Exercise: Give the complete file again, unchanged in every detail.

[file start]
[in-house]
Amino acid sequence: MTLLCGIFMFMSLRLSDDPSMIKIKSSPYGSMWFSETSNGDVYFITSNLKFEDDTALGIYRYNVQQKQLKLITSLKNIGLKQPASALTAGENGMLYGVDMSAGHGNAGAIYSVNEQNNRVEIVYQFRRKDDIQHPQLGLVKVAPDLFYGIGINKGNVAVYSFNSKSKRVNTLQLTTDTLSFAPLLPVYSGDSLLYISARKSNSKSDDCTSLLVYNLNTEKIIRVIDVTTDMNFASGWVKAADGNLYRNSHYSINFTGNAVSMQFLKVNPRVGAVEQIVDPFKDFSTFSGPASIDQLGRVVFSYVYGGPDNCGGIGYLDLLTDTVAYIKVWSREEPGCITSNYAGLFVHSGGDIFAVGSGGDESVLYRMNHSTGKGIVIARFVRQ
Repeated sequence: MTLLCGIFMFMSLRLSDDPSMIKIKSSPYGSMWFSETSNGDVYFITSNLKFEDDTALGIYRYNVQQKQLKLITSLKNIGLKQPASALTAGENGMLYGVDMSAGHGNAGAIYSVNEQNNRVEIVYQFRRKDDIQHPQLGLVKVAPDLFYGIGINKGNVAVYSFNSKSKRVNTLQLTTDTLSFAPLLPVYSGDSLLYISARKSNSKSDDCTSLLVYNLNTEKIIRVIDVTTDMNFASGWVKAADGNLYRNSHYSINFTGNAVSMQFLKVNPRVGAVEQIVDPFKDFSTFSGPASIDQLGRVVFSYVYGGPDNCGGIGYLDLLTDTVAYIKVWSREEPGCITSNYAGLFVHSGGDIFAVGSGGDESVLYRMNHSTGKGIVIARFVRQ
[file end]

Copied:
[in-house]
Amino acid sequence: MTLLCGIFMFMSLRLSDDPSMIKIKSSPYGSMWFSETSNGDVYFITSNLKFEDDTALGIYRYNVQQKQLKLITSLKNIGLKQPASALTAGENGMLYGVDMSAGHGNAGAIYSVNEQNNRVEIVYQFRRKDDIQHPQLGLVKVAPDLFYGIGINKGNVAVYSFNSKSKRVNTLQLTTDTLSFAPLLPVYSGDSLLYISARKSNSKSDDCTSLLVYNLNTEKIIRVIDVTTDMNFASGWVKAADGNLYRNSHYSINFTGNAVSMQFLKVNPRVGAVEQIVDPFKDFSTFSGPASIDQLGRVVFSYVYGGPDNCGGIGYLDLLTDTVAYIKVWSREEPGCITSNYAGLFVHSGGDIFAVGSGGDESVLYRMNHSTGKGIVIARFVRQ
Repeated sequence: MTLLCGIFMFMSLRLSDDPSMIKIKSSPYGSMWFSETSNGDVYFITSNLKFEDDTALGIYRYNVQQKQLKLITSLKNIGLKQPASALTAGENGMLYGVDMSAGHGNAGAIYSVNEQNNRVEIVYQFRRKDDIQHPQLGLVKVAPDLFYGIGINKGNVAVYSFNSKSKRVNTLQLTTDTLSFAPLLPVYSGDSLLYISARKSNSKSDDCTSLLVYNLNTEKIIRVIDVTTDMNFASGWVKAADGNLYRNSHYSINFTGNAVSMQFLKVNPRVGAVEQIVDPFKDFSTFSGPASIDQLGRVVFSYVYGGPDNCGGIGYLDLLTDTVAYIKVWSREEPGCITSNYAGLFVHSGGDIFAVGSGGDESVLYRMNHSTGKGIVIARFVRQ